Horizon Europe strategic plans guide the direction of the investments in research and innovation. Ahead of the next iteration, the Strategic Plan 2025-2027 analysis looks at changes in EU policy and how the global context has changed since the first Plan (2021-2024), to determine if adjustments in terms of priority, directions and actions need to be made for this period. The analysis states that significant research is needed to bring down the cost of nature-based and industrial removals, and further identifies areas where the current efforts need to be reinforced, for example:
- Sustainable economic models that incorporate ways to measure and incentivise the co-benefits of carbon removal;
- Addressing challenges in soil, water, nutrient and biodiversity through e.g, carbon removal;
- The removal potential of bio-based economies and bio-based value chains;
Beyond these suggestions, directing calls for projects based on a diverse portfolio of CDR methods will be necessary to help the industry bridge the research and innovation gap and ensure the maturity of all removal technologies. This approach requires that Horizon Europe ensure there are sufficient calls for all levels of maturity (TRL levels) and types of actions (Research & Innovation, Innovation and Coordination & Support Actions), since carbon removal requires both early-stage research capacity and support for deployment.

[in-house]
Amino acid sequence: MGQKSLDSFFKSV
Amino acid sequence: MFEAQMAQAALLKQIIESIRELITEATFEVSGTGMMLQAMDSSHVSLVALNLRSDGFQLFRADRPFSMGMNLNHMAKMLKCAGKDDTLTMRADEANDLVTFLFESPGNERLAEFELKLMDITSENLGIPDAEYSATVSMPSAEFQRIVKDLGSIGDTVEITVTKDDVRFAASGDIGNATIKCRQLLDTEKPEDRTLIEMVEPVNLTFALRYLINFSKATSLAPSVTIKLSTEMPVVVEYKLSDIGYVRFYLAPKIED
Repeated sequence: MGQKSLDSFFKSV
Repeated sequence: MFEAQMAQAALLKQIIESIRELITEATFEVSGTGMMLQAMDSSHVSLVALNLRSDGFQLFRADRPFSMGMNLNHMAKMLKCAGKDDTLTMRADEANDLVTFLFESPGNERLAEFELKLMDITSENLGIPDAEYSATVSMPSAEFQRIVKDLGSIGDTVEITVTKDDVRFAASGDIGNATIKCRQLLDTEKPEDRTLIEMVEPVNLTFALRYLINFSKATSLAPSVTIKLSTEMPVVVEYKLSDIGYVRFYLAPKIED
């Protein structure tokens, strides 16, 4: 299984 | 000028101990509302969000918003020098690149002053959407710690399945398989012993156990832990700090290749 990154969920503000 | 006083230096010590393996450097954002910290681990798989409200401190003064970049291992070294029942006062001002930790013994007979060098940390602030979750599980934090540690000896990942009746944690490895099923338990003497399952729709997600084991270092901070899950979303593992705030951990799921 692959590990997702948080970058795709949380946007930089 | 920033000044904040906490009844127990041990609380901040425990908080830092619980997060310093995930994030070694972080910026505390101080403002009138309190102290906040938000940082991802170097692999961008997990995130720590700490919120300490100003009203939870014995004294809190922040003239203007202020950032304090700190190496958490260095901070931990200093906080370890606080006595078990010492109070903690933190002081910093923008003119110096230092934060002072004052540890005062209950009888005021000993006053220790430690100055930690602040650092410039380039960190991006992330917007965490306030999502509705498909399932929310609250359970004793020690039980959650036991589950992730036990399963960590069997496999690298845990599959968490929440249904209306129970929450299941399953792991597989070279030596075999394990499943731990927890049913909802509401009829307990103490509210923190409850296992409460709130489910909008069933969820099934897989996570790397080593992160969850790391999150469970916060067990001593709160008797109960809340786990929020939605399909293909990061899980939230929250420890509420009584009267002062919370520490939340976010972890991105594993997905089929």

Regulation (EU) 2021/695 of the European Parliament and of the Council establishing Horizon Europe
Deadline for the Feedback Period – Horizon Europe – Interim Evaluation
Deadline for the Public Consultation period
Publication of factual summary reports from the public consultation
Horizon 2020 ex-post evaluation report (staff working document)
High Level Expert Group work
High Level Expert Group Report publication
A new horizon for Europe – Impact Assessment for Horizon Europe 2021-2027
Horizon Europe budget breakdown
Evidence Framework on monitoring and evaluation of Horizon Europe – focusing on the measurement of impact for Horizon, including the introduction of Key Impact Pathways.
Regulation (Eu) 2021/695 of the European Parliament and of the Council of 28 April 2021 establishing Horizon Europe – the Framework Programme for Research and Innovation, laying down its rules for participation and dissemination, and repealing Regulations (EU) No 1290/2013 and (EU) No 1291/2013
Key Institutional Stakeholders